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076 Enhancing the Acceptance and Implementation of GRADE Summary Tables for Evidence about Diagnostic Tests
  1. R Mustafa1,2,
  2. W Wiercioch1,
  3. J Brozek1,
  4. M Lelgemann3,
  5. D Buehler3,
  6. A Garg1,4,
  7. P Bossuyt5,
  8. H Schünemann1
  1. 1McMaster University, Hamilton, Canada
  2. 2University of Missouri-Kansas City, Kansas City, USA
  3. 3GKV, Berlin, Germany
  4. 4University of Western Ontario, London, Canada
  5. 5University of Amsterdam, Amsterdam, The Netherlands


Background The GRADE Working Group developed Summary tables adapted to summarise and present evidence from diagnostic test accuracy (DTA) systematic reviews.

Objective To develop guidance on what information to include in these summary tables and to determine the best method(s) for presentation for different end users, including healthcare providers, systematic reviewers and guideline developers.

Methods We presented a number of alternative summary tables to participants. We conducted questionnaires and one-on-one user testing interviews with target end users. We presented printed copies of summary tables and asked open-ended and 7-point Likert-scale questions to obtain information about users’ understanding and preferences.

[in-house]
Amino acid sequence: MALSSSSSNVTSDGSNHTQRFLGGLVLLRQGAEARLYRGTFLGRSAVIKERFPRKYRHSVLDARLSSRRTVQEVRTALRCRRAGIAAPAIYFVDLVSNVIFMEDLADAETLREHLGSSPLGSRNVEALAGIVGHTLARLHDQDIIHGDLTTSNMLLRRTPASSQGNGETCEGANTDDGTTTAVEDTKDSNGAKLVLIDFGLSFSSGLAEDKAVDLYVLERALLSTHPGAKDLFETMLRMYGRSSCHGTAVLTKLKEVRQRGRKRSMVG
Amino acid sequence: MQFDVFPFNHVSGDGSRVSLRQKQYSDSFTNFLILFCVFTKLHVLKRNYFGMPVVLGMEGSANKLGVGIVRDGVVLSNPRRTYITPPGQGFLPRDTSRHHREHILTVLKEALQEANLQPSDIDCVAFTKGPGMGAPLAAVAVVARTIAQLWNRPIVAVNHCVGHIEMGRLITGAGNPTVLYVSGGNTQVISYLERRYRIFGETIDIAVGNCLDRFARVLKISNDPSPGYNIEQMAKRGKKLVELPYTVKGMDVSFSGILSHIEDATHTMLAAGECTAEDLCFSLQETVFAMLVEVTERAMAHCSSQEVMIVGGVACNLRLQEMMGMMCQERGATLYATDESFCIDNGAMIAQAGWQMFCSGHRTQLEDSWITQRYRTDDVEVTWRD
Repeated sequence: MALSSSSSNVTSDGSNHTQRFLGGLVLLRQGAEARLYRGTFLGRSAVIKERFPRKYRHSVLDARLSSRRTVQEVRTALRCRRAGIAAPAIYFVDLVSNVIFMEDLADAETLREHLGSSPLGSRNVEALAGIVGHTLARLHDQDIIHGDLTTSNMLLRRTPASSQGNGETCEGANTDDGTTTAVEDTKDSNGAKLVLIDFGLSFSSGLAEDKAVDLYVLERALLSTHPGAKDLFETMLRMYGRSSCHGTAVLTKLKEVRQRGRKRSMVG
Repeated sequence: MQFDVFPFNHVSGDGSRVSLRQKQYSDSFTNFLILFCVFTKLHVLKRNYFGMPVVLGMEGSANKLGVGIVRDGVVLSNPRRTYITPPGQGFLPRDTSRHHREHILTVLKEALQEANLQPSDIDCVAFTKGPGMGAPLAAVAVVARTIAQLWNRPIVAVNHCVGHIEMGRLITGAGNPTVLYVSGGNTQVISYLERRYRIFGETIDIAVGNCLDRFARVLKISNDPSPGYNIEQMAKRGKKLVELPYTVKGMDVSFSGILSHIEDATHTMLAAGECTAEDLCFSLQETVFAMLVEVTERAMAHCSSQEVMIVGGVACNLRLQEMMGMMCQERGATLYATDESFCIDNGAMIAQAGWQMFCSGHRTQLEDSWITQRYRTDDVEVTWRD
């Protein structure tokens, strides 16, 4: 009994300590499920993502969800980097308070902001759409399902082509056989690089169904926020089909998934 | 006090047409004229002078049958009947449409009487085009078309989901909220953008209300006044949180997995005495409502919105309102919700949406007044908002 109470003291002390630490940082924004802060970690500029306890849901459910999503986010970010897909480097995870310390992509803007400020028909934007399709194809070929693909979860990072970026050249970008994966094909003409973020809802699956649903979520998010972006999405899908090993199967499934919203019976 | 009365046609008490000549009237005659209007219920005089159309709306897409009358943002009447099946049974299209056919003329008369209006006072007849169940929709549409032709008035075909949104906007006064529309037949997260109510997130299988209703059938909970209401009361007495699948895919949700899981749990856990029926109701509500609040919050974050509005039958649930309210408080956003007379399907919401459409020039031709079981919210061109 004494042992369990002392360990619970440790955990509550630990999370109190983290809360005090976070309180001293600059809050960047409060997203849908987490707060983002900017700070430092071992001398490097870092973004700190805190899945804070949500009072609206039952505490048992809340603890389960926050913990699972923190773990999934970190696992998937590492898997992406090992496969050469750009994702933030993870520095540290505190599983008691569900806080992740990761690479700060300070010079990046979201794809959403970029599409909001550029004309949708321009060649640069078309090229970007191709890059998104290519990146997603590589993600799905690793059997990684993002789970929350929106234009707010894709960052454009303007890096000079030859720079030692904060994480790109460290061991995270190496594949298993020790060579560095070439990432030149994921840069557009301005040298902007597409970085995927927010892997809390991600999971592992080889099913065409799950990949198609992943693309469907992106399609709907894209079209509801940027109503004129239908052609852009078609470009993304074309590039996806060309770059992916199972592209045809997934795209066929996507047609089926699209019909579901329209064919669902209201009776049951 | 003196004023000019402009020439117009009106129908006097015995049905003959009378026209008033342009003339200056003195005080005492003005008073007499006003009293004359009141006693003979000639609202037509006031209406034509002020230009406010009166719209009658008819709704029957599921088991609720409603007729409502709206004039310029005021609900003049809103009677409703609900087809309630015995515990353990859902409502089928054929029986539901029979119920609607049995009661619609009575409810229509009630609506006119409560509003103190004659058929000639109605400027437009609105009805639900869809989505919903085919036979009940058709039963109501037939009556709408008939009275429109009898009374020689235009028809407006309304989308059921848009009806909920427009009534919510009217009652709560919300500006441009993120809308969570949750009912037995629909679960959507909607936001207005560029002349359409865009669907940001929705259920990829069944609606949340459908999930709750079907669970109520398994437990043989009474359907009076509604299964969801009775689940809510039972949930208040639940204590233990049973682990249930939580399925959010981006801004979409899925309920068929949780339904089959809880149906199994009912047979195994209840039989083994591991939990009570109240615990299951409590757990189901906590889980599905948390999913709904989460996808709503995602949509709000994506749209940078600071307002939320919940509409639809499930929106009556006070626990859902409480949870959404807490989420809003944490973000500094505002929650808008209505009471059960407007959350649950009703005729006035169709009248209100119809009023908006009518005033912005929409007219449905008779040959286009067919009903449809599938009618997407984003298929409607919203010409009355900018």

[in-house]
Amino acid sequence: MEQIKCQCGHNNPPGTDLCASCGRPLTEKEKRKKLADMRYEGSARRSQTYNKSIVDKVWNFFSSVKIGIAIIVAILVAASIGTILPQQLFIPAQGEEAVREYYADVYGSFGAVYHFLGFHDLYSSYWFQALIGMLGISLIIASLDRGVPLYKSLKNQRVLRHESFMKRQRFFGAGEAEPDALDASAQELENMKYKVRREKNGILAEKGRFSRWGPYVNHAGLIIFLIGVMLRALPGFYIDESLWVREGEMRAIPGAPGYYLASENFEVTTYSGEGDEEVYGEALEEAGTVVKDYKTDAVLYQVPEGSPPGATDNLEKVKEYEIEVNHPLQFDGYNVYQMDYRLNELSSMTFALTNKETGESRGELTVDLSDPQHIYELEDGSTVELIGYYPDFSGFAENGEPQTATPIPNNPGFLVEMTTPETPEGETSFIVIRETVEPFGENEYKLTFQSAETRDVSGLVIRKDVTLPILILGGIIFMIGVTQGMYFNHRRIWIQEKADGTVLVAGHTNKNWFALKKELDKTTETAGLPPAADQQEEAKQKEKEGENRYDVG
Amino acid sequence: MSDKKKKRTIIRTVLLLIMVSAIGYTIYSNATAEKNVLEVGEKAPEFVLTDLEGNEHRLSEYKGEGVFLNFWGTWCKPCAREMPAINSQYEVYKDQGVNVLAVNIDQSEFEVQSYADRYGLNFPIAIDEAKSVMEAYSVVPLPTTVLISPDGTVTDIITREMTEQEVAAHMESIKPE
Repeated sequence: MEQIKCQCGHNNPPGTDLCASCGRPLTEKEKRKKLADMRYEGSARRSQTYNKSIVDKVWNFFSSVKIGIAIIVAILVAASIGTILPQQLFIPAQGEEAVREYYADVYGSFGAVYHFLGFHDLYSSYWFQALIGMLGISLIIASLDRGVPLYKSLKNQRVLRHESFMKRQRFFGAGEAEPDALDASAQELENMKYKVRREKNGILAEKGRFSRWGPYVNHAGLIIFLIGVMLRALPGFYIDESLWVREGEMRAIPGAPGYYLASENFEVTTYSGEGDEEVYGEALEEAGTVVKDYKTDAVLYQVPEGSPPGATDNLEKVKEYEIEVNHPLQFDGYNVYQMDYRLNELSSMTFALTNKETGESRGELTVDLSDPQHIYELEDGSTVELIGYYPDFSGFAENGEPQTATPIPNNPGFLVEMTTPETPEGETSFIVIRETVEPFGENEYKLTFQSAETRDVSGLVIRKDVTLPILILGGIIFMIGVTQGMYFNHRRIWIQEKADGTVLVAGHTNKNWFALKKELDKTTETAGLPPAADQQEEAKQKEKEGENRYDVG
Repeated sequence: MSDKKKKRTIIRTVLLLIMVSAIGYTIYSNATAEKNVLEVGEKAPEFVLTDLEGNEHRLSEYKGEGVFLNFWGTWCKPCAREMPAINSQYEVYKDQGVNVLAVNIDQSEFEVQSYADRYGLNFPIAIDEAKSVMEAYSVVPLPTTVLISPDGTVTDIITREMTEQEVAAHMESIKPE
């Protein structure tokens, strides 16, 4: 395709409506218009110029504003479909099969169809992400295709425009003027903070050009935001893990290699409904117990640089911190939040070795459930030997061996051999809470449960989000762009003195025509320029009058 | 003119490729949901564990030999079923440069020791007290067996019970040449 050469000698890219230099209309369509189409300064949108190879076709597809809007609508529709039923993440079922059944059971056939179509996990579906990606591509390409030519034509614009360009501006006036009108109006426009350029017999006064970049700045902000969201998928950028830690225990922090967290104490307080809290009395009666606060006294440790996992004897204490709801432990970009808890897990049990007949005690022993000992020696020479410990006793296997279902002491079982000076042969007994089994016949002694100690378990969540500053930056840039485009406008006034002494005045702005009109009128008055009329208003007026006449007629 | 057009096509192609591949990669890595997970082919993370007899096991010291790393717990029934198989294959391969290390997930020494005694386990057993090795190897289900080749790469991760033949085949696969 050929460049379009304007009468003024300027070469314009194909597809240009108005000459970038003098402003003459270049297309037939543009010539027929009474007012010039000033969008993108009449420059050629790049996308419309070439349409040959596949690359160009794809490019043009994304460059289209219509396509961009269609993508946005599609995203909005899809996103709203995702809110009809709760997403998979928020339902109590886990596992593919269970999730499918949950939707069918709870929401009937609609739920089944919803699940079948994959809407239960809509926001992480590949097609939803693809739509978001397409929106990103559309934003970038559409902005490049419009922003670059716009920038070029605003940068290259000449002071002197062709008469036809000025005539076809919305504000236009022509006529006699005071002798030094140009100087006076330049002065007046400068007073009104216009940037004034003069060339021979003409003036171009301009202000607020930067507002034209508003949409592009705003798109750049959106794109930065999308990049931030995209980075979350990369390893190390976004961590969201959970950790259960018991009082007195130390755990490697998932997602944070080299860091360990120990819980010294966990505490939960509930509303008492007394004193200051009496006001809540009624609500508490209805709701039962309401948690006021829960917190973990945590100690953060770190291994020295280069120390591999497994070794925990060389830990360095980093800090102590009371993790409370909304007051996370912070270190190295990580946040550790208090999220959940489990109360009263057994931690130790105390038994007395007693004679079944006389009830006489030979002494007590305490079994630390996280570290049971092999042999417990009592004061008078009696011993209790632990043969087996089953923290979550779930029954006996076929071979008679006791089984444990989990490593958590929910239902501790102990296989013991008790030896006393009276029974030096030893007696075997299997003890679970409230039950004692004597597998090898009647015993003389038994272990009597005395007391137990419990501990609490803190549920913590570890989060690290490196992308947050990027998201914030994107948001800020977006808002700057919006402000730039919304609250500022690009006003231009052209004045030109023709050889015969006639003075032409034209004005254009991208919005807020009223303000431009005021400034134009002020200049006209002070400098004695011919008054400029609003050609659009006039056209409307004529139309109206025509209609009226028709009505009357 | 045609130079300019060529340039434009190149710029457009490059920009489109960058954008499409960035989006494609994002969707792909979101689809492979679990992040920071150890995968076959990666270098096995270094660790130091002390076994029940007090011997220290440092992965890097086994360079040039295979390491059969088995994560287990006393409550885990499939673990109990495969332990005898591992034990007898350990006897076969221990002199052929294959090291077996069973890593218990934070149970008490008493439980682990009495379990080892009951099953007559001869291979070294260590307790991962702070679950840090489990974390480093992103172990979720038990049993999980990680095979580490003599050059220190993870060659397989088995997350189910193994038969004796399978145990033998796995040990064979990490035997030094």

Results All participants (n = 60) agreed that using summary tables to present results of DTA reviews is helpful. Presentation of several disease prevalence values was identified as a source of confusion. There was an overall preference for placement of sensitivity and specificity values inside summary tables to allow making a link to individual test results (TP, FN, TN, FP). A third of the participants read explanatory content in table footnotes. Two thirds of the participants noted that additional data, including adverse effects, costs, and treatment consequences, would be helpful for making appropriate conclusions and decisions about diagnostic tests.

Discussion As results of DTA reviews are conceptually complicated, presenting the data in a clear, comprehensive, comprehensible way that is tailored to different end users is critical.

Implications for Guideline Developers/Users We are developing a 3-layer approach, with varied content in summary tables of each layer tailored to the needs of different end users.

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